Monday, May 31, 2010


Laura Nordin, Carlos Gonzalez-Vio and Michelle Alexander in Agamemnon

Reviewed by James Karas

You can see Aeschylus’s Agamemnon in Toronto!

You may consider the exclamation mark a bit dramatic but try to recall the last time you could see any play by Aeschylus in southern Ontario.

In fact, productions of Greek tragedy in Toronto are about as frequent as balanced budgets – they are almost impossible to find. Or so I thought until a couple of weeks ago and I lived to be proven wrong. The corrective action has been taken by Michael Wighton who has directed a production of Aeschylus’ Agamemnon in a church hall.

Agamemnon was first produced in 458 BC and it is the first part of the Oresteia, the only surviving trilogy from Ancient Greece. It is by all accounts one of the great works of Western literature.

We don’t have much information about how Agamemnon was performed in Aeschylus’ time but we do know that three actors wearing masks played all the roles and there was a Chorus of perhaps a dozen men who spoke, sang and danced. The change of character was indicated by wearing a different mask and no doubt through changes in vocal intonation.

The play has six characters in addition to the Chorus. Wighton produces the play with only three actors who play all the parts. His is a bold re-imagination of the play and quite an achievement. He cuts out the part of Cassandra but otherwise seems to be faithful to the text in Ted Hughes’ translation.

The three actors are Carlos Gonzalez-Vio, Laura Nordin and Michelle Alexander. They tackle Aeschylus’ complex language and Hughes’ taut poetry with vigour and conviction. They enunciate clearly and modulate their voices almost operatically. They can tell the difference between speaking verse and mouthing prose and the result is a superb reading of the play.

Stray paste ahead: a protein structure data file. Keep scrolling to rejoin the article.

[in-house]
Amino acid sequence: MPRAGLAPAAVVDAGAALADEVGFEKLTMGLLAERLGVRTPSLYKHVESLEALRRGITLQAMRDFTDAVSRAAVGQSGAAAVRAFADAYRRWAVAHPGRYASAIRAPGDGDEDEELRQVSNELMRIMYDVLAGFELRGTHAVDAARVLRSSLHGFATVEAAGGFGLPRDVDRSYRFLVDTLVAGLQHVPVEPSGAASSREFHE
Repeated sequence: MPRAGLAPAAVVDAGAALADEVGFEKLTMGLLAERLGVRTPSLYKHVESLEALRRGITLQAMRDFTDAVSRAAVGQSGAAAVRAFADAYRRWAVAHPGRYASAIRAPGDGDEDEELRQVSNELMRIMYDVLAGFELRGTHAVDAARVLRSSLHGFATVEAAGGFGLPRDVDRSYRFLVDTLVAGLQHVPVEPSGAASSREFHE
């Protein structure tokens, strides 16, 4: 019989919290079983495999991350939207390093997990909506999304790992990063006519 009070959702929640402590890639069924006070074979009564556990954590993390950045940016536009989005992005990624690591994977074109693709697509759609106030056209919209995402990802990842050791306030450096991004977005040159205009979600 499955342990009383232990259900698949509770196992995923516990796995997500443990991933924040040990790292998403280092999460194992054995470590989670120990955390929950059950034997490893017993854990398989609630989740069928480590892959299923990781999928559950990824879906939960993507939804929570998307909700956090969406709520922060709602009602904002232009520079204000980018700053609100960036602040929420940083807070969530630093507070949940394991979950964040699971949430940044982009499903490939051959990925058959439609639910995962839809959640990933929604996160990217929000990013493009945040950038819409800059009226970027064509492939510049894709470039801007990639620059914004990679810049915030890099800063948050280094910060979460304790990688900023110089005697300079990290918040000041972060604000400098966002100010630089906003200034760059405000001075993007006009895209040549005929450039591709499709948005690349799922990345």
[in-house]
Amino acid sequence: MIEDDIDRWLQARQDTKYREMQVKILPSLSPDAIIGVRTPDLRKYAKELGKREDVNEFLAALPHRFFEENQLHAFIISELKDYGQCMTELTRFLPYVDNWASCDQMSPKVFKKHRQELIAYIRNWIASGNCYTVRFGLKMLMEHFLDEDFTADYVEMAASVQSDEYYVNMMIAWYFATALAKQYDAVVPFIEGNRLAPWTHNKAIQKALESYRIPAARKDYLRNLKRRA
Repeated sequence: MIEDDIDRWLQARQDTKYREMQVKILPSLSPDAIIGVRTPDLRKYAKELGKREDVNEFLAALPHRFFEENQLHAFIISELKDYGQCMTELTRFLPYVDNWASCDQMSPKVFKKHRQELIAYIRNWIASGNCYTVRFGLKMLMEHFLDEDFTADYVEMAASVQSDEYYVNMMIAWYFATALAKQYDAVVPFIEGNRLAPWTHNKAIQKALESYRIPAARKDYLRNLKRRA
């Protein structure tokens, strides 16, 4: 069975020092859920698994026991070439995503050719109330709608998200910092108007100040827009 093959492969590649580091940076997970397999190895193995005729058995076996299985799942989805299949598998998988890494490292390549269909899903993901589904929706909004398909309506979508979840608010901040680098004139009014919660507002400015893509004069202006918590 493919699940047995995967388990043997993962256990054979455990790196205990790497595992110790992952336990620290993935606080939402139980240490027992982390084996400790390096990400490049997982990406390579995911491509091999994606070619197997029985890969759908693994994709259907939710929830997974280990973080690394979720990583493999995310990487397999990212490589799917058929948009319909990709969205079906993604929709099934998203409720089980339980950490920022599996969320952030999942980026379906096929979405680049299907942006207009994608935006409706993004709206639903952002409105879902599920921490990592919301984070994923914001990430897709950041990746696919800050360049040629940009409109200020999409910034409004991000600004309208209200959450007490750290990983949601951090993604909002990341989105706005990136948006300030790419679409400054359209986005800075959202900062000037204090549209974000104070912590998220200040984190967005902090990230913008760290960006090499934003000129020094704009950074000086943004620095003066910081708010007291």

Under the circumstances, the three actors play the Chorus in addition to all the other roles. There is some chanting, gesturing, screaming and dance movements but for the most part the Chorus becomes another speaking role in this production. The characters of the play are played by more than one actor. Clytemnestra, the central character, is played by all three actors.

There are some quirky moments in the production. One of the choral odes is performed as shadow theatre. A sheet is drawn across the stage and the actors recite their lines and perform dance movements behind the sheet. That is effective enough but it is followed by a rather silly scene where a panel representing the sea is raised and when ships are mentioned papier-mâché models of ships are shown. This produced some giggles and it seemed like a silly gimmick that has no place in Greek tragedy.

Ted Hughes has indicated an Interval near the middle of the play and Wighton has decided to have someone walk across the playing area with a sign that reads “Interval.” The play is performed without an intermission and the “Interval” sign produced giggles.

This is the debut production of Theatre Cipher and it looks like Greek tragedy on a very thin shoestring. The theatre is the hall of a church with a few raised seats that can accommodate about 50 people.
There is a raised area at the back that serves for a stage but the action takes place in the open area close to the audience. Props are minimal and costumes are non-descript.

One cannot have Greek tragedy without a Chorus and perhaps other paraphernalia. About half the lines of the play belong to the Chorus, after all. Michael Wighton has proved, however, that an imaginative director with three superb actors who pay attention to the language of the play can provide a fascinating approach to Greek tragedy.


Agamemnon by Aeschylus opened on May 22 and will play until June 5, 2010 at the Church Hall, Christ the Saviour Russian Orthodox Church, 823 Manning Ave. Toronto, Ontario.

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